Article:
5. This description is so clearly expressed and courageous in not following the long tradition of dominating horses by fear. Thank you Anna for putting in words what so many people know in their hearts! Your contribution to human/ horse relationships is immense.

  6. Anna, I do understand that there is no “magical mantra” because partnership between predator and prey is complicated. Your manifesto inspires me to keep trying in spite of my frustrating human predatory failings. I find myself breathing with intent to calm more and more often because of your invaluable guidance. I thank you, but more importantly my horses thank you, especially Ferdinand.

  7. I intended to comment yesterday, but glad I didn’t as failure to do so meant I read your essay one more time this morning. I like this piece a great deal as it condenses a plethora of concepts. Easy to understand, so much harder to implement !! But we are trying here at Horse Dreamer Ranch to do our best.

    This is especially a timely piece because my friend, video person and occasional helper around here just asked me to teach her about Affirmative Leading. This will be good to pass on to her to read. She is in love with Tango, and it would be convenient for me ( and him) if she knows how to interact in an affirmative way with my horses.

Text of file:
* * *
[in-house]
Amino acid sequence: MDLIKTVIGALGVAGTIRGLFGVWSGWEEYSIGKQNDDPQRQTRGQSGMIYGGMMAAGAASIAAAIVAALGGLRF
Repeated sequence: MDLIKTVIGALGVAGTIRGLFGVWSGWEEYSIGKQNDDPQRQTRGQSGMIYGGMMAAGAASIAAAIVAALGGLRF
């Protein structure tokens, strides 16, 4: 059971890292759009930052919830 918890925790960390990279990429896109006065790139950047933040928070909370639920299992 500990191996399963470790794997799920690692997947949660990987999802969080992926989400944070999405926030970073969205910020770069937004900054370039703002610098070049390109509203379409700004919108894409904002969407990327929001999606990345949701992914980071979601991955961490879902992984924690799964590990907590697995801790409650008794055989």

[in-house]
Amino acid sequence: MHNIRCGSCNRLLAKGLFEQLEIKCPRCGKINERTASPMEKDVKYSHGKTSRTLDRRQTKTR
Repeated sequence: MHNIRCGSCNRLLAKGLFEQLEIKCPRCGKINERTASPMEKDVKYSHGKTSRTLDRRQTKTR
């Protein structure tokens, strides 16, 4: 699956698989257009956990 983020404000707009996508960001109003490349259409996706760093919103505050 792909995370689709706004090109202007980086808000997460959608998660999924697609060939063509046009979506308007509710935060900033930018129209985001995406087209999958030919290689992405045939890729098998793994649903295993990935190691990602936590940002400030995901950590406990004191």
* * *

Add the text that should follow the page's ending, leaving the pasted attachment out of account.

Love “our” manifesto !! Even when I can’t always rise up to meet the challenge. .

  8. Thank you Anna! I’ve read and re-read this manifesto many times over since you posted it and will continue to do so.
    I’m particularly stuck on the phrase “We will never concede the horse’s mental health for a trained behavior.”
    Many of our ’rehab’ horses have suffered. How can we move forward with them?
    Your Peaceful Persistence is so clearly demonstrated in Bhim’s Diary. I’m all eyes and ears!

  9. To be the equal of a horse. Now there’s a proposition! Not because we need to reach down to find them, but because we need to rise up.